Chop Chop is a family-run Chinese restaurant that’s something of a prodigal son in itself. A decade ago, the same family behind Chop Chop ran Yu Shan here with an eighteen-year-old eldest brother Eric Tiao at the helm. In the interim, he worked at nearby Bent with his mom, who makes all dumplings and appetizers by hand here.
Most recently it was home to Kadbanu, an Iranian cafe affiliated with Banu. The place is now back to serving quick sharing-style Chinese apps and large plates though in a revamped modern-feeling space, old school paper menus mingling with bold bright red chopsticks.
Youngest brother Steven Tiao is a designer by trade, and it shows in the towering white walls, accents of deep blue window shutters overhead, dangling light fixtures and bold graphics splashed across the outside of the building.
A cucumber salad ($6) piles thick wedges of cucumber onto a spicy puddle of oil and vinegar.
A pan-fried green onion pancake ($5) is a point of pride, one of the items handmade by mom.
The pancake is papery and crisp, and the filling is all kinds of comfort, amped up when dipped into salty and spicy hot sauce and soy sauce.
Hot and sour soup ($5) is mom’s secret recipe, the best, creamiest, most tart yet flavourful version of a sometimes-neglected takeout soup.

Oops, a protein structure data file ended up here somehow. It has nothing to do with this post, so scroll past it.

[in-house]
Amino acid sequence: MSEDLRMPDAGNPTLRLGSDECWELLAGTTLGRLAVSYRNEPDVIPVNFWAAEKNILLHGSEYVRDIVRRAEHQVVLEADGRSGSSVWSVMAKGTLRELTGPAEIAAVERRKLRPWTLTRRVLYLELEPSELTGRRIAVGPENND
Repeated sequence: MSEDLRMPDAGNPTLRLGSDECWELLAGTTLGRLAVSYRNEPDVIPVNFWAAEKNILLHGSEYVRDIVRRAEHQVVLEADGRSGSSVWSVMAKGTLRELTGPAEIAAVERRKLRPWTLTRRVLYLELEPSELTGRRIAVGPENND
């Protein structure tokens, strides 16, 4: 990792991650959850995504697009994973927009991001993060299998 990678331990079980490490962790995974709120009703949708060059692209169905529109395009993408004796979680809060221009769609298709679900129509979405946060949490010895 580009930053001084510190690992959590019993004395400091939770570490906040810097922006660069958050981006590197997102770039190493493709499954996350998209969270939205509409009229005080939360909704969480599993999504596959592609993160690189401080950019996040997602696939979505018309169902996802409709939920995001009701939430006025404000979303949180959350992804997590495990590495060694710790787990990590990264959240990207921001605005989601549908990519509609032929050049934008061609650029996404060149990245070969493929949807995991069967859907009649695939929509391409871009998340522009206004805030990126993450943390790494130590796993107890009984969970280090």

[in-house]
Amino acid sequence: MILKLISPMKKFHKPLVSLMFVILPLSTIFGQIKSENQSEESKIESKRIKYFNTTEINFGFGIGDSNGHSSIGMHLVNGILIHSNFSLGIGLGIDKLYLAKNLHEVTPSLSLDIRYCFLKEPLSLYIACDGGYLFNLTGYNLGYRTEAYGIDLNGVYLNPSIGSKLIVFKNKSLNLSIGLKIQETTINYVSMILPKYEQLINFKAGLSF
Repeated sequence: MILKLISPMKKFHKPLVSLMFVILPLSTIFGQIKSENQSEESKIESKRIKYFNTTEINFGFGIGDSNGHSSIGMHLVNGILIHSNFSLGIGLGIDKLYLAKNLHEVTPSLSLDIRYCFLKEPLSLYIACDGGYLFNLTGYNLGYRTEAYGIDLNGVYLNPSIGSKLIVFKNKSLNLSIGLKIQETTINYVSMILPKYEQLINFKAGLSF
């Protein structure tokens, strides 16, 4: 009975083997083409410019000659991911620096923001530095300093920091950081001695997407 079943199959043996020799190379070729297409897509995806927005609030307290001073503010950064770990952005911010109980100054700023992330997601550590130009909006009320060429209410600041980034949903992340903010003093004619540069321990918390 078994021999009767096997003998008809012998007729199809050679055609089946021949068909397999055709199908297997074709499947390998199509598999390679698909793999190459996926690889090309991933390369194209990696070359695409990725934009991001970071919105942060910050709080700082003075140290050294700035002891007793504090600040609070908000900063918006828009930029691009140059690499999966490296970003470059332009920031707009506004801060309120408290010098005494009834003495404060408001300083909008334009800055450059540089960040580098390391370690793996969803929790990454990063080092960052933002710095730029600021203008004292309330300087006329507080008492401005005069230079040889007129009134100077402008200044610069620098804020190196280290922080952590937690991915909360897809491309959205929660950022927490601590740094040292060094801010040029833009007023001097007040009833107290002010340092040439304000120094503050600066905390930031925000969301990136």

Taiwanese basil chicken ($13) also feels like the best version of a takeout favourite, crispy chicken hit with a ton of salty seasoning mingling with crunchy fried basil leaves.
Pan-fried pork and chive dumplings ($9) are the perfect combination of crispy, soft, salty, herby, and spicy when dipped.
Sauteed green beans ($8), usually with brown beef or pork, have been made into a veggie version with a Chinese preserved vegetable that has the texture of meat, malty and munchable.
Taiwanese braised beef noodle soup ($10) is made with a sought-after perfectly textured thick Shanghai-style noodles with chunky pieces of melty veal.
The Chinese-style broth is made with tobanjan that’s naturally a bit oily and vinegary but very tasty.
Fried vermicelli with shrimp, shredded pork and egg ($12) uses nine different veggies to create the best version of a classic greasy stir-fried noodle dish.
The Thai Rise ($12) is mango puree, white rum, guava juice and a rim of dried goji berry blitzed with sugar garnished with a fun mango wedge.
I like the Jack on Jack ($12) best, a light but punchy cocktail made with Jack Daniels infused with jackfruit in house, triple sec, and lemonade, garnished with a boozy infused jackfruit wedge.
Apparently the middle brother of the family was even involved in building marble counters for the bar, and dad heads up the teensy open kitchen.